Gap Junctions in the Brain

Physiological and Pathological Roles

Edited by

  • Ekrem Dere, Physiological Psychology, University of Düsseldorf, Germany

Gap junctions between glial cells or neurons are ubiquitously expressed in the mammalian brain and play a role in brain development including cell differentiation, cell migration and survival, and tissue homeostasis, as well as in human diseases including hearing loss, neuropathies, epilepsy, brain trauma, and cardiovascular disease. This volume provides neuroscience researchers and students with a single source for information covering the physiological, behavioral and pathophysiological roles of gap junctions in the brain. In addition, the book also discusses human disease conditions associated with mutations in single gap junction connexion genes, making it applicable to clinicians doing translational research. Finally, it includes reviews of pharmacological studies with gap junction blockers and openers, summarizing information obtained from phenotyping gap junctions mouse mutants.
View full description


Researchers in neuroscience, neuropsychology, psychiatry and biology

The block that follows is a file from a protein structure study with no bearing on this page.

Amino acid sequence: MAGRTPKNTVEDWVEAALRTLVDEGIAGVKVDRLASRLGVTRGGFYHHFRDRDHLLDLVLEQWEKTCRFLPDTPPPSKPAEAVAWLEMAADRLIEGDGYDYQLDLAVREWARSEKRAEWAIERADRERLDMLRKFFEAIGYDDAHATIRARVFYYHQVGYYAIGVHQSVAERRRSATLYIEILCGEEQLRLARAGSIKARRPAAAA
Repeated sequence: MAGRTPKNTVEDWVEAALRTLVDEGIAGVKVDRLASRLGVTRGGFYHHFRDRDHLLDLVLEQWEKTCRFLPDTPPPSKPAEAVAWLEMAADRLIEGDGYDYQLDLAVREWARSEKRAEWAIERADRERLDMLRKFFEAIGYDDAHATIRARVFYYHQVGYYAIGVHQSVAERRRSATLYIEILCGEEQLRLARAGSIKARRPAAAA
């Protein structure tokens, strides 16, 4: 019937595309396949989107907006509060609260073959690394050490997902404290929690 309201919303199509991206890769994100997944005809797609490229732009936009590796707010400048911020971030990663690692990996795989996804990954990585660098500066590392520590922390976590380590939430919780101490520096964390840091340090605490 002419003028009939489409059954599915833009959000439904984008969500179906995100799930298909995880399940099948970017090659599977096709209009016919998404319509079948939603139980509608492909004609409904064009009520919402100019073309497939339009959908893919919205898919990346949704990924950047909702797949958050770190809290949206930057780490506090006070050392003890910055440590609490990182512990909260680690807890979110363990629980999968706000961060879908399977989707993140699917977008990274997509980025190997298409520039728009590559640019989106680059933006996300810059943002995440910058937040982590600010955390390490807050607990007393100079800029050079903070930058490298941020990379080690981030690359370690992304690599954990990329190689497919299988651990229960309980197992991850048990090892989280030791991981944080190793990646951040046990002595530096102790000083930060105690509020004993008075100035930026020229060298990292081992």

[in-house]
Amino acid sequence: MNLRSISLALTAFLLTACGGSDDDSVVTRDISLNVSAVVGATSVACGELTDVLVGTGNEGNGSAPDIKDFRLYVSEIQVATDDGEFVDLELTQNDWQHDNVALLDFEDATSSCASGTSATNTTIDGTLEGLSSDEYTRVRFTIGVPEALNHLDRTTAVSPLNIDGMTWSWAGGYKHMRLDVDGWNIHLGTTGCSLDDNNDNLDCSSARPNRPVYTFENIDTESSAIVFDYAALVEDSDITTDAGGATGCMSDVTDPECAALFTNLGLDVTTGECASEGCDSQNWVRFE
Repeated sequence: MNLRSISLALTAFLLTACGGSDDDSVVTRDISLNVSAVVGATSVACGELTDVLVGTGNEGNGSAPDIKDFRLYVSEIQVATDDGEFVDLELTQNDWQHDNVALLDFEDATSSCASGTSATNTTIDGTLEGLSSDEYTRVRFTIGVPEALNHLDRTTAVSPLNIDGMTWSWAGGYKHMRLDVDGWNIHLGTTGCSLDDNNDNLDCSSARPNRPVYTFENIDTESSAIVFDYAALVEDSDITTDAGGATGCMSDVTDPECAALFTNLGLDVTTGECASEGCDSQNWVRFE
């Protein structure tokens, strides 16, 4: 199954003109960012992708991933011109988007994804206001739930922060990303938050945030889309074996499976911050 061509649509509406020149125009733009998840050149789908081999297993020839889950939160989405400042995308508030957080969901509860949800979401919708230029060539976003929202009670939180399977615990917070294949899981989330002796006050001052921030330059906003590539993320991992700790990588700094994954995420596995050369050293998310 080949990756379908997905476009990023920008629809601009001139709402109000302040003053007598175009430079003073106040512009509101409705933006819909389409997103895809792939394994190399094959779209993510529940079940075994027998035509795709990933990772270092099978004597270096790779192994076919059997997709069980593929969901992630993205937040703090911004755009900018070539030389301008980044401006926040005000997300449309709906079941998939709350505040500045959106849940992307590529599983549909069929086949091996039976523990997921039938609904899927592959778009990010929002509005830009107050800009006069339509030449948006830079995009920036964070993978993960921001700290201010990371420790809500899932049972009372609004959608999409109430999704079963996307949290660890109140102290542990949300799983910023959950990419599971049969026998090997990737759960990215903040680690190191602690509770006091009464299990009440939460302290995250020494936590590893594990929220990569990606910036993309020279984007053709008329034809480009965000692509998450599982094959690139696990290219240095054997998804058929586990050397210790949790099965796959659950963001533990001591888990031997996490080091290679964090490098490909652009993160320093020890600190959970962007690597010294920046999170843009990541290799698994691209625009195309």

Book information

  • Published: August 2012
  • ISBN: 978-0-12-415901-3


"Dereā€¦introduces types of gap junctions, their structural aspects, expression patterns of connexins (transmembrane proteins), and gap junction- related diseases due to mutations in connexin genes. International researchers working in this emerging field discuss specific connexin genes and their mechanisms of action and function in the developing neocortx, behavior, and neurological and neuropsychiatric diseases."--Reference and Research Book News, February 2013

Table of Contents

Section I: Physiology of gap junctions in the brain

Section II: Gap junctions between astrocytes, neurons, and glia-neuron interactions

Section III: The role of gap junctions in brain development, neurogenesis and synaptic plasticity

Section IV: Gap junctions and neuronal synchronization

Section V: Gap junctions and neurological and neuropsychiatric diseases

Section VI: Gap junctions and behavior